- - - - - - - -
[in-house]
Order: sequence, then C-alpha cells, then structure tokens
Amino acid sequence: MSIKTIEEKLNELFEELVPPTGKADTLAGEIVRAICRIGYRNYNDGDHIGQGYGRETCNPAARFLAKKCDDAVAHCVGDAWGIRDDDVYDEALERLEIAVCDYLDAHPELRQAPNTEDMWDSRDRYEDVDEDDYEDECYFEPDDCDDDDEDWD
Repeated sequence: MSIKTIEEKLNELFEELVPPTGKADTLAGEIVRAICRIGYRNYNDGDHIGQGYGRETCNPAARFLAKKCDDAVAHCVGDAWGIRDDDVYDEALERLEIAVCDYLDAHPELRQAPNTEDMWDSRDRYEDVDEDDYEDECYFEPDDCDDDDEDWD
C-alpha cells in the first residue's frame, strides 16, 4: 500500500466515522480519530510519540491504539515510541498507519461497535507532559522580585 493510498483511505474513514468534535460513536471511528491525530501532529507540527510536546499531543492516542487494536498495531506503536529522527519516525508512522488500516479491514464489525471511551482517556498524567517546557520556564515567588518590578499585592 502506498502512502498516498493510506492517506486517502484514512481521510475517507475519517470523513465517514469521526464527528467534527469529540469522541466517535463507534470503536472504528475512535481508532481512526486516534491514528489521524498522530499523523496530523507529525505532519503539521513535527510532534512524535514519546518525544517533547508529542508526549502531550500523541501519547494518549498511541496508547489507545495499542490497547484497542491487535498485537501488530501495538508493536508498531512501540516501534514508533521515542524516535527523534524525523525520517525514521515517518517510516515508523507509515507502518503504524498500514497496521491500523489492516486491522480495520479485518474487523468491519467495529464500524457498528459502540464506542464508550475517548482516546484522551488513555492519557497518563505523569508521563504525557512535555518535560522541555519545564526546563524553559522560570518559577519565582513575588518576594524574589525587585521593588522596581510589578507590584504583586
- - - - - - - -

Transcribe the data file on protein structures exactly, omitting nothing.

[in-house]
Order: sequence, then C-alpha cells, then structure tokens
Amino acid sequence: MSIKTIEEKLNELFEELVPPTGKADTLAGEIVRAICRIGYRNYNDGDHIGQGYGRETCNPAARFLAKKCDDAVAHCVGDAWGIRDDDVYDEALERLEIAVCDYLDAHPELRQAPNTEDMWDSRDRYEDVDEDDYEDECYFEPDDCDDDDEDWD
Repeated sequence: MSIKTIEEKLNELFEELVPPTGKADTLAGEIVRAICRIGYRNYNDGDHIGQGYGRETCNPAARFLAKKCDDAVAHCVGDAWGIRDDDVYDEALERLEIAVCDYLDAHPELRQAPNTEDMWDSRDRYEDVDEDDYEDECYFEPDDCDDDDEDWD
C-alpha cells in the first residue's frame, strides 16, 4: 500500500466515522480519530510519540491504539515510541498507519461497535507532559522580585 493510498483511505474513514468534535460513536471511528491525530501532529507540527510536546499531543492516542487494536498495531506503536529522527519516525508512522488500516479491514464489525471511551482517556498524567517546557520556564515567588518590578499585592 502506498502512502498516498493510506492517506486517502484514512481521510475517507475519517470523513465517514469521526464527528467534527469529540469522541466517535463507534470503536472504528475512535481508532481512526486516534491514528489521524498522530499523523496530523507529525505532519503539521513535527510532534512524535514519546518525544517533547508529542508526549502531550500523541501519547494518549498511541496508547489507545495499542490497547484497542491487535498485537501488530501495538508493536508498531512501540516501534514508533521515542524516535527523534524525523525520517525514521515517518517510516515508523507509515507502518503504524498500514497496521491500523489492516486491522480495520479485518474487523468491519467495529464500524457498528459502540464506542464508550475517548482516546484522551488513555492519557497518563505523569508521563504525557512535555518535560522541555519545564526546563524553559522560570518559577519565582513575588518576594524574589525587585521593588522596581510589578507590584504583586